Essays can often have a certain unapproachable quality. However, when you read Barth, you can’t expect a constant stream of seriousness, or at least seriousness in the most acceptable times. Even before the barrage of essays comes forth to dazzle us, under the heading “The Title of This Book,” he already starts with some unserious seriousness when reflecting on the various sorts of titles floating around in the literary world—while refraining from actually speaking of his title much at all.
A review of Nemerov’s Door by Robert Wrigley
For what Wrigley does so well with analyzing his own and others’ poetry, there is also a uniqueness with his ability to switch between poetic analysis and intimate memoir on command. The book as a whole is a highly original composition in that it succeeds in combining close readings of poetry, personal narrative, and poetry by Wrigley himself. All of which are quick to grab readers’ attention with a highly in touch sense of pathos and nostalgia.
A review of Bury My Heart at Chuck E. Cheese’s by Tiffany Midge
The fifty-odd pieces that make up this collection are divided thematically into eleven different sections and take aim at national holidays, movies, language, literature and a host of other themes, from a Native American perspective, and culminate in a merciless assessment of the Donald Trump administration, the coup de grâce a poem entitled ”Ars Poetica by Donald Trump.”
A review of Year of the Monkey by Patti Smith
Not many writers could pull off such a diffuse structure but Smith does it beautifully, using her poetic vernacular and pulling the reader in so tightly, we begin to think and perceive in Smith’s fragmentary, hallucinogenic way. The result is strangely exhilarating.
A review of 16 Pills by Carley Moore
Moore writes like her life depends on it. She dissects the stories of her life with intelligence and precision, and invites the reader to share in her examination. Feminist, political, funny, and irreverent, Moore’s essays are masterful, and show a true love of the form; the stories are deeply personal, while still tapping into shared human experience.
A review of Known and Strange Things by Teju Cole
Known and Strange Things, the title coming from Seamus Heaney, is structured by division into four sections: Reading Things; Seeing Things; Being There; and Epilogue. Cole notes that the book contains ‘some of my most vital enthusiasms’ as well as pieces on the new, and that he was testing his knowledge and its limits. He left as much out as he included, and could have produced a second book with the excluded.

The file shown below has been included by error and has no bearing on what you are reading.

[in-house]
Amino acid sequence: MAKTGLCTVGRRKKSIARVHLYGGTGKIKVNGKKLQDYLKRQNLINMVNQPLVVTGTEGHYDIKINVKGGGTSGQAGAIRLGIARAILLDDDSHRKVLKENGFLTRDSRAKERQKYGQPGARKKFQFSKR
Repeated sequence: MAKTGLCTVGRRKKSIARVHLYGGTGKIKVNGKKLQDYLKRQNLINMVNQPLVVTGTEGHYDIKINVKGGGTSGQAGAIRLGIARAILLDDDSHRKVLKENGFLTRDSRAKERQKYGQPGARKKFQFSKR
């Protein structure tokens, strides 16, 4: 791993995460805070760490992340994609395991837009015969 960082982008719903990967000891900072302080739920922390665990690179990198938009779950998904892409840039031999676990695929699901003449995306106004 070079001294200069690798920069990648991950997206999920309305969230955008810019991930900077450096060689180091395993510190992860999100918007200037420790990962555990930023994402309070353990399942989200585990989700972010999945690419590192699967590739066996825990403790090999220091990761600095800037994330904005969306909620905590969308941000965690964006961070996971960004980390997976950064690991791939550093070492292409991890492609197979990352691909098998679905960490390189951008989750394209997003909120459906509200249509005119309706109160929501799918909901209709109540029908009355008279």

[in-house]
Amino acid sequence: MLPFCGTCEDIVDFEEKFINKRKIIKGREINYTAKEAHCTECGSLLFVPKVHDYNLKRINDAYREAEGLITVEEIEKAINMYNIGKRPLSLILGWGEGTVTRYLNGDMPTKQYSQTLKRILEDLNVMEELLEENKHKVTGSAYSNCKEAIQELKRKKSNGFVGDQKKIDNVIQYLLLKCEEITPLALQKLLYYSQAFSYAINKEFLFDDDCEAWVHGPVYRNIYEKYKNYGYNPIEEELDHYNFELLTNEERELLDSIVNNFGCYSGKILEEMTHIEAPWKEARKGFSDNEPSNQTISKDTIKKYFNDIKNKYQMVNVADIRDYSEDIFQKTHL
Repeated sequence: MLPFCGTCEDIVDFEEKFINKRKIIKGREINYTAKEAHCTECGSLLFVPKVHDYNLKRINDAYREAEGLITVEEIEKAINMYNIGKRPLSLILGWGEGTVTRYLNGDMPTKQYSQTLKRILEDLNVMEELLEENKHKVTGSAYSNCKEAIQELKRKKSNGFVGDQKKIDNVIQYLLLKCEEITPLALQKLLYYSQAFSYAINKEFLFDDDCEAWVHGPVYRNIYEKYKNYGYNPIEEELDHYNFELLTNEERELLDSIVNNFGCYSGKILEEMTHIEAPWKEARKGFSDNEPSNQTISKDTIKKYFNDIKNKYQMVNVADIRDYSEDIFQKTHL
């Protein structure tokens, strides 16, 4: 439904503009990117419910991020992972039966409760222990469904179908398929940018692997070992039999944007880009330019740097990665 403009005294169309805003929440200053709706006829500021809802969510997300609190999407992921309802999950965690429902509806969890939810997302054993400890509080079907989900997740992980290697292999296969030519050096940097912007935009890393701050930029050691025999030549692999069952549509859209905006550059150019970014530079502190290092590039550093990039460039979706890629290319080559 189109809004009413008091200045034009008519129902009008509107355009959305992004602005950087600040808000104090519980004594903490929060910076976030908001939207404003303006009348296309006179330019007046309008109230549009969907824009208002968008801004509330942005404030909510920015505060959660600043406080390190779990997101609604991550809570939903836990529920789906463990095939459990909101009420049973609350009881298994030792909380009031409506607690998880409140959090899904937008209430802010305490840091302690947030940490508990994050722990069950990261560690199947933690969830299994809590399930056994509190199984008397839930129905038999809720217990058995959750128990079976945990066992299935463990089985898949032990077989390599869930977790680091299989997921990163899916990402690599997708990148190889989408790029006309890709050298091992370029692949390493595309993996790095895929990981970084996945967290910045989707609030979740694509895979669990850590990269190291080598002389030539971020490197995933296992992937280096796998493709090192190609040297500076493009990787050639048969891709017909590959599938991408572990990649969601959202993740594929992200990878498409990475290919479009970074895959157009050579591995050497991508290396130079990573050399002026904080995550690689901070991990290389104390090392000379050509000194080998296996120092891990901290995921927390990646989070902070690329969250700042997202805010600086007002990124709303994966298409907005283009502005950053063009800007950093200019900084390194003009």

A review of Smile of a Midsummer Night by Lars Gustafsson and Agneta Blomqvist
In this illuminating book the authors, who happen to be husband and wife, present a personal view of Sweden, a country most of us know very little about. They do this by way of writing several short essays – there are 29 altogether – focusing on different aspects of Sweden and Swedish life.
A review of Strength to Be Human by Mark Antony Rossi
These essays read like meditations for the well-being of four billion people. It’s a heady goal but likely a beneficial mission suited for the world-at-large. If Poverty and War have a permanent cure the medicine will arrive by natural means. No test tube or holy touchstone can bring people closer to peace until they settle the war raging in their own hearts.
A review of Rrose to the Occasion by John Cage and Thomas Wulffen
Cage wrote once that chance (the use of aleatory procedures in composition) liberated him ‘from what I had thought to be freedom and which actually was only the accretion of habits and tastes.’ He abhorred whatever was consistent and predictable, hence his difficulties with German (though not only German) organisers, alluded to here. His creative ambition was to always transcend himself, and clearly this was for Cage an existential (spiritual) aspiration too.
A review of Phoning Home: Essays by Jacob M. Appel
Subject matter for these often humorous, always provocative compositions show-case the writer’s New York City childhood, his often whimsical family, his Jewish culture, life in general and more. There is something in Phoning Home: Essays for every reader. The tales portray the writer’s inimitable voice, a merging of nostalgia and insights, mitigated through his education including degrees in ethics, law and medicine. Appel is a man who questions, learns and seeks more answers.